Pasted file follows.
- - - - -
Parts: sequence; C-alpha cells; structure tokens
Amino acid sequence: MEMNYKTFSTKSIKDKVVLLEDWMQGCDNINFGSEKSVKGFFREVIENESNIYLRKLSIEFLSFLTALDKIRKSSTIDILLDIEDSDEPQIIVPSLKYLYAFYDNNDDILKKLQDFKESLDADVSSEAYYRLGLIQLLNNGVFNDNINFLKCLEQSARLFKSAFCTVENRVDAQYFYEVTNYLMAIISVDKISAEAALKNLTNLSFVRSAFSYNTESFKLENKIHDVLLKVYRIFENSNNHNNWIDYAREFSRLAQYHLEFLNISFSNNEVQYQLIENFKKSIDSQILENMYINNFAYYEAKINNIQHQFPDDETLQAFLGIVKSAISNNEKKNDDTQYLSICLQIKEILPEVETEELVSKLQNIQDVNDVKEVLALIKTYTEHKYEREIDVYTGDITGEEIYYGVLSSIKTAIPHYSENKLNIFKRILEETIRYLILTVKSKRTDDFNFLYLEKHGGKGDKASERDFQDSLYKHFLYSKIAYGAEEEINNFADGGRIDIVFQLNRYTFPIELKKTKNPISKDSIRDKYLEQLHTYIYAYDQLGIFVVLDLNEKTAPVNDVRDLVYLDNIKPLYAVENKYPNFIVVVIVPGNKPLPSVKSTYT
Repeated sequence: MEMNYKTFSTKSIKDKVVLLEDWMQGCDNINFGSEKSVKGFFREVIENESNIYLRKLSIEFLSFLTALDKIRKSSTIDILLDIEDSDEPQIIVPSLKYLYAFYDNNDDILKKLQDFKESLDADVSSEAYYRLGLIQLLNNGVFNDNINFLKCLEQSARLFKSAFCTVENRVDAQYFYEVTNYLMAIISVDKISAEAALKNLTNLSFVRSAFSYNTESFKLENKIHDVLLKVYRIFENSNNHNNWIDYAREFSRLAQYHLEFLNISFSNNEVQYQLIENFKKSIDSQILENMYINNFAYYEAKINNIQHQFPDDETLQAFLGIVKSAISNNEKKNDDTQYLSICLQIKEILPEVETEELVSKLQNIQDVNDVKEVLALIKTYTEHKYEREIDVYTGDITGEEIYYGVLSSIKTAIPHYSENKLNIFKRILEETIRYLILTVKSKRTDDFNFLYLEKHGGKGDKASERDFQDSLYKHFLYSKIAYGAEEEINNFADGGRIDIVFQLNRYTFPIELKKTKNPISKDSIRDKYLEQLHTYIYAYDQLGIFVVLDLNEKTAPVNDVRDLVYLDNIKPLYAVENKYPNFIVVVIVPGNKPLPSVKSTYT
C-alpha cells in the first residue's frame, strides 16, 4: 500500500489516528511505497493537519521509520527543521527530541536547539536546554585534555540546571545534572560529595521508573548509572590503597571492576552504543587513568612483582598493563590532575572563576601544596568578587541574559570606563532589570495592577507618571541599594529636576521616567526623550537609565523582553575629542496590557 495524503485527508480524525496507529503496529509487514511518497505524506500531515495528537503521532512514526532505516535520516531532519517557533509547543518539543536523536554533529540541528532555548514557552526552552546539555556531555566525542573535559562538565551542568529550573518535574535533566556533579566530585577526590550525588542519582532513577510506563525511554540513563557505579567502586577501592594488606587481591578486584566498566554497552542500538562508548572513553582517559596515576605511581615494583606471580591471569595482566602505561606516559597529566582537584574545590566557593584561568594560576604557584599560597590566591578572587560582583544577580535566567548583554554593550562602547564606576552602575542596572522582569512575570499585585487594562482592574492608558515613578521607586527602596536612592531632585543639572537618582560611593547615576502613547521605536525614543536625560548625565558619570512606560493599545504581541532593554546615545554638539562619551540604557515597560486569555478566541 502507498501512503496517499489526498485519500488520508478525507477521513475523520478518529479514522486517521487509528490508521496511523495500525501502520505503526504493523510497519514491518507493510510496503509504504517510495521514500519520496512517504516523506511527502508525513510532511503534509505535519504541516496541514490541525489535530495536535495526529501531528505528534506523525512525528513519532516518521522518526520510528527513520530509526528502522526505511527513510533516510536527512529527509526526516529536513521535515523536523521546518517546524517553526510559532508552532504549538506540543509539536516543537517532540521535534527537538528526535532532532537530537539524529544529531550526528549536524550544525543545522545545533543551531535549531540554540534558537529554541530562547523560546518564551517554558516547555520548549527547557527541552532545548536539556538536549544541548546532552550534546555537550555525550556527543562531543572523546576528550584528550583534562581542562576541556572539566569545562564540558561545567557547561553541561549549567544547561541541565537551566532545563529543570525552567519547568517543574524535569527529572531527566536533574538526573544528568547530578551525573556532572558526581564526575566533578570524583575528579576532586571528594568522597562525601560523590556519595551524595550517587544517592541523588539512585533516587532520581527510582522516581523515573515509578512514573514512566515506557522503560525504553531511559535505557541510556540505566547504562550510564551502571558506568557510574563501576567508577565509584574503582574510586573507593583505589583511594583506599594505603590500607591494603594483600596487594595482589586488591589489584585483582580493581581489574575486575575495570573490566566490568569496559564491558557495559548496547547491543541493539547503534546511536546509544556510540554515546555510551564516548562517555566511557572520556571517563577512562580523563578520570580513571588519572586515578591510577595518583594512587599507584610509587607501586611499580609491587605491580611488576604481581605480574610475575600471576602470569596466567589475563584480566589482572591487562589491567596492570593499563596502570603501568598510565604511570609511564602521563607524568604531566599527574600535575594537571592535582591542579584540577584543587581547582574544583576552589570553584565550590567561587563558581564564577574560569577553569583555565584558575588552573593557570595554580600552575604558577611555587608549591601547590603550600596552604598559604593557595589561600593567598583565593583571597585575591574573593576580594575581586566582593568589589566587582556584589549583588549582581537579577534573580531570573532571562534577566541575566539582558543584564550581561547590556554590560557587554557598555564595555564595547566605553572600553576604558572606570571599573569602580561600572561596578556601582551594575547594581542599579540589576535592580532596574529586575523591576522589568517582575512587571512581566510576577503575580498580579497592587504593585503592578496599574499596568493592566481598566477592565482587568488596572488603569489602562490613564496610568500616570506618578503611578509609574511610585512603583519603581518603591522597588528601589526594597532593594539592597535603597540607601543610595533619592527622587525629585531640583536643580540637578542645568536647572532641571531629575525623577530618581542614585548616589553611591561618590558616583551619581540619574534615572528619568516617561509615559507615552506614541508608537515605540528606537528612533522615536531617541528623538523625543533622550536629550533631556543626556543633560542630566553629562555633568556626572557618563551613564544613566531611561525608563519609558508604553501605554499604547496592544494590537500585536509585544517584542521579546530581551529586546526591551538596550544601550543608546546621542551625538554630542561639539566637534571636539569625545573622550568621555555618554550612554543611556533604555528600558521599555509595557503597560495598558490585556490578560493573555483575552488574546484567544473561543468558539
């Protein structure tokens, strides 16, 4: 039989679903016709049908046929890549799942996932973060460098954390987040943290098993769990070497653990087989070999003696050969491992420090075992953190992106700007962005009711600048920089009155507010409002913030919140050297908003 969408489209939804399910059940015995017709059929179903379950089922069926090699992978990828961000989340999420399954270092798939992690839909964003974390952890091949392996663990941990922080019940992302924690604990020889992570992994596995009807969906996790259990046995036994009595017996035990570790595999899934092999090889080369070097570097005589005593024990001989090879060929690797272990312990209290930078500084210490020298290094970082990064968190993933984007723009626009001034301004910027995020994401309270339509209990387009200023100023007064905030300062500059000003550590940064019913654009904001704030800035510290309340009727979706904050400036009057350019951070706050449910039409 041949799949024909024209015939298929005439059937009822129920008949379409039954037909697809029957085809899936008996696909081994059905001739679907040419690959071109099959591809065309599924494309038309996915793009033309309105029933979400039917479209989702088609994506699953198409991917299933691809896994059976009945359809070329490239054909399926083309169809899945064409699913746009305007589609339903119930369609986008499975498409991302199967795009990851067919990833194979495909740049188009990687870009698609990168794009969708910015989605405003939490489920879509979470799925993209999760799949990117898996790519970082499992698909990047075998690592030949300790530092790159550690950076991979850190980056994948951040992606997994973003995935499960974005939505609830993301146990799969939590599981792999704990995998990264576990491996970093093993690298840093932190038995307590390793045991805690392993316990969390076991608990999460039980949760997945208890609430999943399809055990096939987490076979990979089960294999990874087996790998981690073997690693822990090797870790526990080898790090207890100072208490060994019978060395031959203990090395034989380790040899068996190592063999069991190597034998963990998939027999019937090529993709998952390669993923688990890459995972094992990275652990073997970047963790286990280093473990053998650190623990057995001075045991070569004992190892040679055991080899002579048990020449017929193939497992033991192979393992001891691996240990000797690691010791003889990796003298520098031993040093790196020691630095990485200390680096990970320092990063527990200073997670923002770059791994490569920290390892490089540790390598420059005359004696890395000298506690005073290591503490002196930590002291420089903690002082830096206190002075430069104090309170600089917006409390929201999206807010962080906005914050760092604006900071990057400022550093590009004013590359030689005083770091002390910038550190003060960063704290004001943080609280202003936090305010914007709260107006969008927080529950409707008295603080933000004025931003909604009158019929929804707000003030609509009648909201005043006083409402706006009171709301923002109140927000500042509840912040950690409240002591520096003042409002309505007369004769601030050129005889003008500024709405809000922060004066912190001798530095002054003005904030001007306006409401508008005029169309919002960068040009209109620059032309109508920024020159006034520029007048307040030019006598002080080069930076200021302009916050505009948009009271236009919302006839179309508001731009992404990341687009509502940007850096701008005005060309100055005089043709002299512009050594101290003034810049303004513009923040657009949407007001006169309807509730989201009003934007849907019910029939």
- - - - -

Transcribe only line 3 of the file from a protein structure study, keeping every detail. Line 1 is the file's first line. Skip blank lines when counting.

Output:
Repeated sequence: MEMNYKTFSTKSIKDKVVLLEDWMQGCDNINFGSEKSVKGFFREVIENESNIYLRKLSIEFLSFLTALDKIRKSSTIDILLDIEDSDEPQIIVPSLKYLYAFYDNNDDILKKLQDFKESLDADVSSEAYYRLGLIQLLNNGVFNDNINFLKCLEQSARLFKSAFCTVENRVDAQYFYEVTNYLMAIISVDKISAEAALKNLTNLSFVRSAFSYNTESFKLENKIHDVLLKVYRIFENSNNHNNWIDYAREFSRLAQYHLEFLNISFSNNEVQYQLIENFKKSIDSQILENMYINNFAYYEAKINNIQHQFPDDETLQAFLGIVKSAISNNEKKNDDTQYLSICLQIKEILPEVETEELVSKLQNIQDVNDVKEVLALIKTYTEHKYEREIDVYTGDITGEEIYYGVLSSIKTAIPHYSENKLNIFKRILEETIRYLILTVKSKRTDDFNFLYLEKHGGKGDKASERDFQDSLYKHFLYSKIAYGAEEEINNFADGGRIDIVFQLNRYTFPIELKKTKNPISKDSIRDKYLEQLHTYIYAYDQLGIFVVLDLNEKTAPVNDVRDLVYLDNIKPLYAVENKYPNFIVVVIVPGNKPLPSVKSTYT